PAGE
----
Rights of peasants and other people working in rural areas
In absolute terms, there have never been more peasants in the world than there are today: the number is currently estimated to be about 1.2 billion at the global level. While peasant farmers, landless, rural workers, indigenous peoples, livestock herders, small-scale fishers, and their families represent about half of the world's population and constitute the backbone of our food systems, paradoxically, they are also disproportionately affected by hunger.
Peasants are in an increasingly dire situation
According to the UN, close to 80 percent of the people suffering from hunger and chronic malnutrition live in rural areas. Moreover, peasants are victims of historic and persistent discrimination and other human rights violations such as arbitrary detentions and extrajudicial killings in many countries.
Access to productive resources is crucial for peasants who are consequently those most affected by land grabbing. Peasants around the world also face increasing constraints from natural resource degradation and climate change. Price volatility, lack of proper support for peasant agriculture, dumping of agricultural products on local markets, weather-related events and increasing pressures on natural resources put peasants in an increasingly dire situation.
Peasants, particularly women, need clear recognition of their right to land, to seeds, to information and technology, to freedom to determine prices and markets for agricultural production, to biological diversity, and to preserve the environment.
FIAN advocates for peasants' rights in an effort to overcome one of the major root causes of hunger. While it is urgent to better implement existing international norms for peasants and other people living in rural areas, we also contribute to addressing the normative gaps under international human rights law, and to elaborating new legal instruments regarding the rights of peasants. One of these instruments is the declaration on the rights of peasants, which is being discussed in a working group of the UN Human Rights Council.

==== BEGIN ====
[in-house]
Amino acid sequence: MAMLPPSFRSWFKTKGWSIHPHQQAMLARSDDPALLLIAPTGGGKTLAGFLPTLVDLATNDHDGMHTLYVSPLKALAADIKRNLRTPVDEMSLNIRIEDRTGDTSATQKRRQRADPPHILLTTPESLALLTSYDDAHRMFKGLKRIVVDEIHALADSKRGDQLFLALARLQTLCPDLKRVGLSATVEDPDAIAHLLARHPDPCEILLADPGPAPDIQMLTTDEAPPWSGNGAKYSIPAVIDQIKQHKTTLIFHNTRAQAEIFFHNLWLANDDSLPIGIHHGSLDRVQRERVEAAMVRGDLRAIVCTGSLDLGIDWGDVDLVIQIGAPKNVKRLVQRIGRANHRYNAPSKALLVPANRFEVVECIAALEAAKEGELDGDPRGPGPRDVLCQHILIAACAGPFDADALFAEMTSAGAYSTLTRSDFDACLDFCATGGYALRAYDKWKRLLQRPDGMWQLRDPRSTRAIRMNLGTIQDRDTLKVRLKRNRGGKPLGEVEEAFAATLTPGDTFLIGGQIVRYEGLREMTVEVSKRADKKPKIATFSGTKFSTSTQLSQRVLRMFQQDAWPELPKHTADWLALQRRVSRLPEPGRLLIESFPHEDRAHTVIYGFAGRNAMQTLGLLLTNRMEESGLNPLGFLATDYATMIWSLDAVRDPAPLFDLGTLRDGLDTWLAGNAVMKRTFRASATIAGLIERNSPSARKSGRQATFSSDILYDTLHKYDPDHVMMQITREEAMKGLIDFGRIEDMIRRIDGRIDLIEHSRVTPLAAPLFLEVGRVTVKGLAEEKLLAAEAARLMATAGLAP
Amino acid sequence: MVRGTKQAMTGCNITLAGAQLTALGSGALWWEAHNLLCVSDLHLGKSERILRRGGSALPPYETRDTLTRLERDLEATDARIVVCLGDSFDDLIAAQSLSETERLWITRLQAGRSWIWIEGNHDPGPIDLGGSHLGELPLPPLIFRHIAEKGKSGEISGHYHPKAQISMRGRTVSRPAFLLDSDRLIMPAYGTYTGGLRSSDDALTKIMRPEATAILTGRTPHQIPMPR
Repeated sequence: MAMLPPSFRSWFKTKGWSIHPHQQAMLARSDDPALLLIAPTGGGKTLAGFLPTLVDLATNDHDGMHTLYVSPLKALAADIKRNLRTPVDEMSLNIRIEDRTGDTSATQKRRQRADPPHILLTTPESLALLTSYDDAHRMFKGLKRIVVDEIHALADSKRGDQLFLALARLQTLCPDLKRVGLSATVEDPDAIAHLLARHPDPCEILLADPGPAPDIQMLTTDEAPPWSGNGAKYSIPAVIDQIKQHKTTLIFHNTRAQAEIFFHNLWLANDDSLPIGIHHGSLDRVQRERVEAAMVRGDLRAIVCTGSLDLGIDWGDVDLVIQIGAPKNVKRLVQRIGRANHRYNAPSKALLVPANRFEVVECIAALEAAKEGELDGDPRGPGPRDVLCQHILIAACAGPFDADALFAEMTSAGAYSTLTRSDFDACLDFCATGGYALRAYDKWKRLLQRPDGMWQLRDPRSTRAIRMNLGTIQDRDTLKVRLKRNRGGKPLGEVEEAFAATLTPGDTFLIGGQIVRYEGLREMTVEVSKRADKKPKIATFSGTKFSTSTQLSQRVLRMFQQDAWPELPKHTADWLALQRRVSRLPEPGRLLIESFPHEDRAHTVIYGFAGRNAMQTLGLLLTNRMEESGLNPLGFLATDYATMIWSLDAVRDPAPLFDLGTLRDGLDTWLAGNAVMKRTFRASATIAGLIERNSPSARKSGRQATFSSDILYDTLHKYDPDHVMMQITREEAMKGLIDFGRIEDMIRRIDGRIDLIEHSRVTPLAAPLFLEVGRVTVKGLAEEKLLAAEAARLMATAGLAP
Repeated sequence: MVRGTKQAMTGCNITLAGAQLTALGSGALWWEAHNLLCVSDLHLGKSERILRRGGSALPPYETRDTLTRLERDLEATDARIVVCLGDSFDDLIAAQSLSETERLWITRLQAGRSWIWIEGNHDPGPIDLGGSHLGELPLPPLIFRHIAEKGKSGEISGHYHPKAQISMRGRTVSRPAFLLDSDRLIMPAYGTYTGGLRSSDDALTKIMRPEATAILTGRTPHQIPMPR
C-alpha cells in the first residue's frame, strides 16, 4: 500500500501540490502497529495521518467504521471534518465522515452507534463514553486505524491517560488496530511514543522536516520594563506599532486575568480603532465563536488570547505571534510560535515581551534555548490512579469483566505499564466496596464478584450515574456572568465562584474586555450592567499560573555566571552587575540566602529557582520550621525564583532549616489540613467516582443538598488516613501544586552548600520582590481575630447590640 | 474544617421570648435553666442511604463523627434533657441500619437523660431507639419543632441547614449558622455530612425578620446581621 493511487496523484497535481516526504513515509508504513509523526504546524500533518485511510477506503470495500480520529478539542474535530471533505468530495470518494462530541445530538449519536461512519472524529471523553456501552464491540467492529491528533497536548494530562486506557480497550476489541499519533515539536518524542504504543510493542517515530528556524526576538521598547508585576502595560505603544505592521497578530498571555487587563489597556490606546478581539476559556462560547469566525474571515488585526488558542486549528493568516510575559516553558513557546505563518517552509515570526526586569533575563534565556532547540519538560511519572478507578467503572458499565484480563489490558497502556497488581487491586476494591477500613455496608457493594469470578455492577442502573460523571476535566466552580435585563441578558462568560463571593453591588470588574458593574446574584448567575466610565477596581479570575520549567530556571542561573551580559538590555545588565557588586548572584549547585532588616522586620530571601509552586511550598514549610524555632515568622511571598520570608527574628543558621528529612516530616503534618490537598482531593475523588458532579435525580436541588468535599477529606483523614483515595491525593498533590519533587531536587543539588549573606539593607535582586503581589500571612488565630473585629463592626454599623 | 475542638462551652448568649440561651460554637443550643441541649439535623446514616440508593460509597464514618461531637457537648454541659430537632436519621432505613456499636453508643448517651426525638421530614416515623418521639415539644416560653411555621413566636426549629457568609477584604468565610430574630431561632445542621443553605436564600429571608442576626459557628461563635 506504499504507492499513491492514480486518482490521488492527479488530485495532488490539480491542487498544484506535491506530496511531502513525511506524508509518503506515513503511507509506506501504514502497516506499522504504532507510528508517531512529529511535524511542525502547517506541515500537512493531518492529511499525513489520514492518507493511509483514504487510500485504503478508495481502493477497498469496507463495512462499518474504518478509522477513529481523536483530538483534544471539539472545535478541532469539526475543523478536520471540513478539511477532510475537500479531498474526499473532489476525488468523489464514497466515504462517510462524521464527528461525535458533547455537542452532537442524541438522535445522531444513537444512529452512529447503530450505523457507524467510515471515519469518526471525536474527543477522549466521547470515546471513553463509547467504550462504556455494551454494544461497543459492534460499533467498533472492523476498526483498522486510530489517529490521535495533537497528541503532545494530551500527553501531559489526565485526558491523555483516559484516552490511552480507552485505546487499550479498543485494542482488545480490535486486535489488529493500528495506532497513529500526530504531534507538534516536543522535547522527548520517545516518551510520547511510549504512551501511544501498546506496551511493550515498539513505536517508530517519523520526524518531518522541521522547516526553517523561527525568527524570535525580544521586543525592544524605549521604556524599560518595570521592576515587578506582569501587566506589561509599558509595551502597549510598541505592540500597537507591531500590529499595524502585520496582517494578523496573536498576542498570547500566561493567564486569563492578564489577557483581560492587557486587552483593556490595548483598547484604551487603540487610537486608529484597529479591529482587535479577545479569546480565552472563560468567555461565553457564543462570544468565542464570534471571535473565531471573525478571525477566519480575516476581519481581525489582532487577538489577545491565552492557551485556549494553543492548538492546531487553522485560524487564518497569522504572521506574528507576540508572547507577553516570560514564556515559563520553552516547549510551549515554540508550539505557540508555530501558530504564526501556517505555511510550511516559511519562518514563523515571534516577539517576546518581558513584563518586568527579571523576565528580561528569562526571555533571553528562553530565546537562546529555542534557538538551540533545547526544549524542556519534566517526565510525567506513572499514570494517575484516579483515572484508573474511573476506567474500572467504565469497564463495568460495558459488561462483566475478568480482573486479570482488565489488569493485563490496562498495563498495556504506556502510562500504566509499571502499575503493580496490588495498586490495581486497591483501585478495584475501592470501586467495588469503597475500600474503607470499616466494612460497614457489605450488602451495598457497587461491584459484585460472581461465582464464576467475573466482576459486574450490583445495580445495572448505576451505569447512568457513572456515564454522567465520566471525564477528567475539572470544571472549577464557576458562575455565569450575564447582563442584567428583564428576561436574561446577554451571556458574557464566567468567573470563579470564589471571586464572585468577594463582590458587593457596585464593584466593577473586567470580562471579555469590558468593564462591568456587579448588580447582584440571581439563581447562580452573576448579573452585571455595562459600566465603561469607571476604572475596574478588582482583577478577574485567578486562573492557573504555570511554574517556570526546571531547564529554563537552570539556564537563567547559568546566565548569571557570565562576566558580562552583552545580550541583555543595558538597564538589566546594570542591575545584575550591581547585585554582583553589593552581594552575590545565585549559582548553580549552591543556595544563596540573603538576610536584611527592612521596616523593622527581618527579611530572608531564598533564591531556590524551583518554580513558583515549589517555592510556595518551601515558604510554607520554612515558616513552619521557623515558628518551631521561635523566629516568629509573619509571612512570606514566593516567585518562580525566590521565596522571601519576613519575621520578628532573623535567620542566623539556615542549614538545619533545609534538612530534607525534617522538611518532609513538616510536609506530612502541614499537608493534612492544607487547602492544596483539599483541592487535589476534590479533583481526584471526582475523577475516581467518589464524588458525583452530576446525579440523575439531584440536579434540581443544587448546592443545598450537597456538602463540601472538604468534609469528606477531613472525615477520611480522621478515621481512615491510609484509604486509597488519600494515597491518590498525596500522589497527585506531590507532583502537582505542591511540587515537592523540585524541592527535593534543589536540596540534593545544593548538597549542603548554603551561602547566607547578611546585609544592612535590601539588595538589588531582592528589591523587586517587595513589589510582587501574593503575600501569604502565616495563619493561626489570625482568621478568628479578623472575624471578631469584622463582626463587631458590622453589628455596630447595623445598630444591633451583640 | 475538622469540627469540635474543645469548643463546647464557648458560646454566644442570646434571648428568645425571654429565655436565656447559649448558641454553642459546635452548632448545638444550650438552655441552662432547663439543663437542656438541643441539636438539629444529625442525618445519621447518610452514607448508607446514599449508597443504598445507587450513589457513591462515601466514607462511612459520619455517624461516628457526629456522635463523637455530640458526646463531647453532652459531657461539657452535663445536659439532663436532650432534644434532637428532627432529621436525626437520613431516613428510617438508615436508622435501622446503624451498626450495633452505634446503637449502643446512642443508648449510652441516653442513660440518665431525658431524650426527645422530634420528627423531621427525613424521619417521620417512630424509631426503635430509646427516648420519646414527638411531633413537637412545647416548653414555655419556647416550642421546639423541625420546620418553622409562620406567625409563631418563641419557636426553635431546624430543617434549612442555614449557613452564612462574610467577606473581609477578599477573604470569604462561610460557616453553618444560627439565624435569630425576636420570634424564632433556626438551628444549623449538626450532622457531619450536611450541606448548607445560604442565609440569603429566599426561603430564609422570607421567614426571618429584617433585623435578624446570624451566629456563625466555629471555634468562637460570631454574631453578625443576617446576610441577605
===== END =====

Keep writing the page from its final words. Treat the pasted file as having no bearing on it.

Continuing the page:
The EU launch of the Right to Food and Nutrition Watch 2016 allowed the first public debate within the European Parliament on the international dimension of seed policies and regulations as well as the implicit role of the EU.
The fourth of the series looks into the challenges that the rural peoples face despite playing a key role in feeding the world population and the conservation of humanity as a whole.
Launched this week, the People’s manual on the Guidelines on Governance of Land, Fisheries and Forests will serve as a reference for affected communities to assert their rights.
Leaders and representatives from Honduran civil society visit the European capital to present the economic, social and cultural rights (ESCR) situation in Honduras and look into the EU’s relationship and commitments with their country.
This report is submitted by civil society as the alternative report to the second report of the State of Honduras for review by the Committee on Economic, Social and Cultural Rights during its 58th session in June 2016.
A Honduran civil society-led report reveals that the country’s national policies conflict with the enjoyment of economic, social and cultural rights and leave human rights defenders extremely vulnerable to criminalization and attacks.
From Bajo Aguan to West Bengal, passing through Tunis and Essakane, FIAN International’s Annual Report 2015 conducts a succinct review of all its work throughout the year.
On the occasion of International Day of Peasants’ and Farmers’ Struggles, FIAN International reiterates its support for the future UN Declaration on the human rights of the rural world and reaffirms its criticism to the agribusiness model.
Welcoming the adoption of the first international instrument to address the rights of rural women holistically, FIAN International examines the core elements related to the human right to food and nutrition contained in the General Recommendation No. 34.
After a two-week tour, the Caravan for Land, Water and Seeds reached its final destination, Dakar, and handed over the Convergence book to the Senegalese Government, currently hosting the presidency of the Economic Community of West African States (ECOWAS).